Recent articles and incisive blog posts about MOOCs, alongside few more recent news articles that present different ideas about the purpose of higher education in this country have vividly illustrated the shift to thinking about education as content and students as users. I don't have a lot to add to Historiann's fantastic close reading of the decision of Amherst faculty to turn down the opportunity to partner with EdX; however, it's notable that this story hit Inside Higher Ed just a few days before A. J. Jacobs review of MOOCs and Frank Bruni's column on the purpose of higher education both appeared in the NYT.
Bruni writes about the debates at the UT flagship campus in Austin: Is college intended to provide job training, or something else? This is an open question, as lawmakers and educators in Texas, Virginia, Oregon, and many other states are increasingly interested in providing job placement statistics and salary figures for graduates with different majors. But, as some high-profile educators have pointed out, judging the worthiness of a college education by immediate post-college graduate earnings is far too narrow a metric. A liberal arts education does more than train someone for a job; it gives young people the skills to envision and invent the jobs they want, and it helps them become better global citizens and community members. But this view can certainly seem like a luxury, given the high numbers of unemployment for people under 25 and ballooning student debt.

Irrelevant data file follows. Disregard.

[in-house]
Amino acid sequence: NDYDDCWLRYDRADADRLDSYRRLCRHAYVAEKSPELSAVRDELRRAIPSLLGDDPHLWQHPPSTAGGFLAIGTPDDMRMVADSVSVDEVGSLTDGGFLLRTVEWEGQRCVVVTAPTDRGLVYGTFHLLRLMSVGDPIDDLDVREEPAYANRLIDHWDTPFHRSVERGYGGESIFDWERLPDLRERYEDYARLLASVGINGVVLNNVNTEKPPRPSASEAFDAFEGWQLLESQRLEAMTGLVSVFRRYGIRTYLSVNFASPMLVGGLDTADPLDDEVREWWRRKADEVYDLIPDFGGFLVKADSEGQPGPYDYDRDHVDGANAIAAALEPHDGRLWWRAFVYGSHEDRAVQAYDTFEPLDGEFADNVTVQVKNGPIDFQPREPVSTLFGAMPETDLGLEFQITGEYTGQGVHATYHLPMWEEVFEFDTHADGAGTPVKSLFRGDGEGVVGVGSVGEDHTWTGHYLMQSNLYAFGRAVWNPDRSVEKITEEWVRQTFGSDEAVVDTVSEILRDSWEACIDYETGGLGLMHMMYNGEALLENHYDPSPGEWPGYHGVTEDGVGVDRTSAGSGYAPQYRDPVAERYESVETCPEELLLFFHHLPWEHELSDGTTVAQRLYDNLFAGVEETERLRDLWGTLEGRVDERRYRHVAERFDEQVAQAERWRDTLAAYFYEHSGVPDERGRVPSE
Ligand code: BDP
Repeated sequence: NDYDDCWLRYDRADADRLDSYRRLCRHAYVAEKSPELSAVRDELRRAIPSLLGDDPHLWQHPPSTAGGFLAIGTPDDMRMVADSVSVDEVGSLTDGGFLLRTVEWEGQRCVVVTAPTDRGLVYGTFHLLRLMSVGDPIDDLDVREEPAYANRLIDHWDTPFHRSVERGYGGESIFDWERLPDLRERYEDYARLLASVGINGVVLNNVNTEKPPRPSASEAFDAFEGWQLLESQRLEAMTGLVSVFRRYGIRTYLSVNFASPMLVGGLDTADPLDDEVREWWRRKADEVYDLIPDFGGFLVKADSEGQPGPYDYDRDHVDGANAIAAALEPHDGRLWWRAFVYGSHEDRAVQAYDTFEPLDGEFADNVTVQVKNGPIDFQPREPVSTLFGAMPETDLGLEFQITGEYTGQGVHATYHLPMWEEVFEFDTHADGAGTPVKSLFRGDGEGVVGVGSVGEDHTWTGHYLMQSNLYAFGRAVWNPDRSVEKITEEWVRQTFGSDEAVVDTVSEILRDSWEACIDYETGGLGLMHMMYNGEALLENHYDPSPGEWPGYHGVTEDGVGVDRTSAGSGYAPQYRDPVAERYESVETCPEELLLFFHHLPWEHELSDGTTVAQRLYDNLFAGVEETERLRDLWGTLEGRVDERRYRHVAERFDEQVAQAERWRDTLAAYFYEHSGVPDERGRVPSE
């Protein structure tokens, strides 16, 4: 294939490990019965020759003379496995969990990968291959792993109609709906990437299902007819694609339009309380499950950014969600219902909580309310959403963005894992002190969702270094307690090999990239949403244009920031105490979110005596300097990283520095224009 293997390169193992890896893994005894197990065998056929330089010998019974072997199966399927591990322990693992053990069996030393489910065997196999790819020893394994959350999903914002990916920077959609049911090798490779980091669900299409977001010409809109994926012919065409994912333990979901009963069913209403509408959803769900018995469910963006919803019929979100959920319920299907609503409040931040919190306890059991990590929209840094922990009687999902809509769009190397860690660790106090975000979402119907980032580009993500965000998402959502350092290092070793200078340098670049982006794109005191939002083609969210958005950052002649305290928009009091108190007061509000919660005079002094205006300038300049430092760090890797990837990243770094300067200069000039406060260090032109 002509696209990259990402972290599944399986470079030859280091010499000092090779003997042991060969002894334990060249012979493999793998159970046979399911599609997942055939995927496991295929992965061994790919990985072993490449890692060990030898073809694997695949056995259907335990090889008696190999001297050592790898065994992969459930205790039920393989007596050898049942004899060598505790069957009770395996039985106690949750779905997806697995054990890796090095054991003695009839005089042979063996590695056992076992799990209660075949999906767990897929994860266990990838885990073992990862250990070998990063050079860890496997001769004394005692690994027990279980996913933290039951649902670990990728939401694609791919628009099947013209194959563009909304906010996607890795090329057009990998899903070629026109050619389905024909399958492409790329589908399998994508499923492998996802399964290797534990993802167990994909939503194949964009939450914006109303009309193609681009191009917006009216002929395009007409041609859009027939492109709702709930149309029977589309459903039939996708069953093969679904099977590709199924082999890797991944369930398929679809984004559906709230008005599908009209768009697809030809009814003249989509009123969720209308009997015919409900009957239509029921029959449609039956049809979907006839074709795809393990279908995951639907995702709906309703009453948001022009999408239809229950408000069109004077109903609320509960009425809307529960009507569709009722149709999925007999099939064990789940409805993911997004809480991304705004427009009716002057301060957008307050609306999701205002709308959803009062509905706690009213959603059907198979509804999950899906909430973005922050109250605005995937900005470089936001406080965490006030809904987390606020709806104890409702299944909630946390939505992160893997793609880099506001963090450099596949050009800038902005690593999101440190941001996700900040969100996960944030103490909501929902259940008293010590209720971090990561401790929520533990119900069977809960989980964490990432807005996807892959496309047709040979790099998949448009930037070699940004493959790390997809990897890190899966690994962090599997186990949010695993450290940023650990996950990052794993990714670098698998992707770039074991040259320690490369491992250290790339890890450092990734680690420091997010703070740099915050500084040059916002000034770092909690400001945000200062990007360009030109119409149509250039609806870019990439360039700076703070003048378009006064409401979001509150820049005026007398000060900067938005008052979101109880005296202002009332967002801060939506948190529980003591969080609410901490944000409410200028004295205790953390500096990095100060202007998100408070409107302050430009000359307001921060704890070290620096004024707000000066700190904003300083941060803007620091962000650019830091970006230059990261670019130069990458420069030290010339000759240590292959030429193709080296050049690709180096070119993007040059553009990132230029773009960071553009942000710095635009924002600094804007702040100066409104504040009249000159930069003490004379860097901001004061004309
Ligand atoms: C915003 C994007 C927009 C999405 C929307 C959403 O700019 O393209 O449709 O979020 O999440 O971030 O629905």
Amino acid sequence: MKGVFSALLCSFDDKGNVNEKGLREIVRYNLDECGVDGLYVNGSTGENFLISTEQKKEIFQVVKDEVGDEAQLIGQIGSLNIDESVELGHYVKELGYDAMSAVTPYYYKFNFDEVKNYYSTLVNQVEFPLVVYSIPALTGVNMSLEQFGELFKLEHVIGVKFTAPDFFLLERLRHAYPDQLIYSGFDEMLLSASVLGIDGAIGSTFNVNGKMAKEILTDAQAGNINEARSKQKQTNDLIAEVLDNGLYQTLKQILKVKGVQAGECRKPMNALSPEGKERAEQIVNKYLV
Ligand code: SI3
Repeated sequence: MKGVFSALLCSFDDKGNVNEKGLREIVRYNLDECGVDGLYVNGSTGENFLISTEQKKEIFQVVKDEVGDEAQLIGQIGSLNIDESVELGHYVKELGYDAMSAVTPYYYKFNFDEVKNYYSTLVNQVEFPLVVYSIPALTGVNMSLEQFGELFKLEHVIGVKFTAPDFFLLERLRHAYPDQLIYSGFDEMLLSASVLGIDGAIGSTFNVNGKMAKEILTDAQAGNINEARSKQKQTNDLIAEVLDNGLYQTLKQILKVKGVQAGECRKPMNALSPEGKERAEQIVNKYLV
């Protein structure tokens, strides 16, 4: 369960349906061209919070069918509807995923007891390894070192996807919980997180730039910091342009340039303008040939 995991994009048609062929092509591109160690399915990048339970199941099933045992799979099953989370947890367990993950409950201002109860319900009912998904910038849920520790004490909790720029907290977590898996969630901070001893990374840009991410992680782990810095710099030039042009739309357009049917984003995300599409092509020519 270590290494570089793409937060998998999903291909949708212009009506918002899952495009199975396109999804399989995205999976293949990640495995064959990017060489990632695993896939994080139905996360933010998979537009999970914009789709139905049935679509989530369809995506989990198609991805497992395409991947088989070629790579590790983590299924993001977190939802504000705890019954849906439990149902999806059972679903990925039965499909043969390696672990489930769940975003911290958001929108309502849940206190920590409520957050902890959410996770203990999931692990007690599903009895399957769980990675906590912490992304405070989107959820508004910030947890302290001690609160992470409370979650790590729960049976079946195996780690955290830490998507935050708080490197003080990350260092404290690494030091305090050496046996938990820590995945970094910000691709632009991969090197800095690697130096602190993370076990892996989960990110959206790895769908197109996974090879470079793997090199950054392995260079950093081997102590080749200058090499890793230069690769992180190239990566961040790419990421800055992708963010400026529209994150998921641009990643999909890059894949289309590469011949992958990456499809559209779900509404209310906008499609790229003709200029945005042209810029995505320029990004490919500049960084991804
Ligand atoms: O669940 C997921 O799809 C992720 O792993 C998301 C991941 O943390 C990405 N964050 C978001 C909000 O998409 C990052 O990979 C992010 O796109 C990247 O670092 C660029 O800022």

I don't think anyone working in higher education today is unaware--at least to some degree--of the many stresses on both private and public higher ed in this country, and the difficult choices they are going to force.* And I certainly think instructional technology can provide pedagogically exciting opportunities to meet some of these challenges and to democratize education. The Jacobs piece, however, exposes some of the major issues that MOOCs present: attrition, isolation, and the idea that education is the same as content-delivery. If that's the case, then why not just do away with MOOCs entirely, and just skip to Wikipedia and YouTube? This is a slight exaggeration, but I do think that, at its core, this idea of education seems to be based around a "content-provider" platform. Professors provide the content, which EdX, Udacity, etc. then provide to the user. Content is static, not dynamic (the lectures, once written, recorded, and produced once, can be essentially "syndicated" and repeated every year or two). The other tacit assumption that this model rests on is that teaching and learning are scalable. This, it seems to me, is what the Amherst faculty found most at odds with their mission to provide education "through close colloquy." The scalability of education that MOOCs promise is also part of the "content-provider" model: I can watch content on my tv, my computer, my tablet, and my phone, anywhere I go (Jacobs addresses this explicitly). Education through "close colloquy" between students and faculty isn't scalable, and it's not portable. How long before we see EdX or Coursera partnering with Comcast or Time-Warner? Has that already happened?
*Indeed, I recently talked to someone who'd been at a large meeting with the president of an extremely wealthy, extremely prestigious private university. When asked by an attendee what the president was optimistic or excited about w/r/t the future of higher education, the president chuckled bleakly.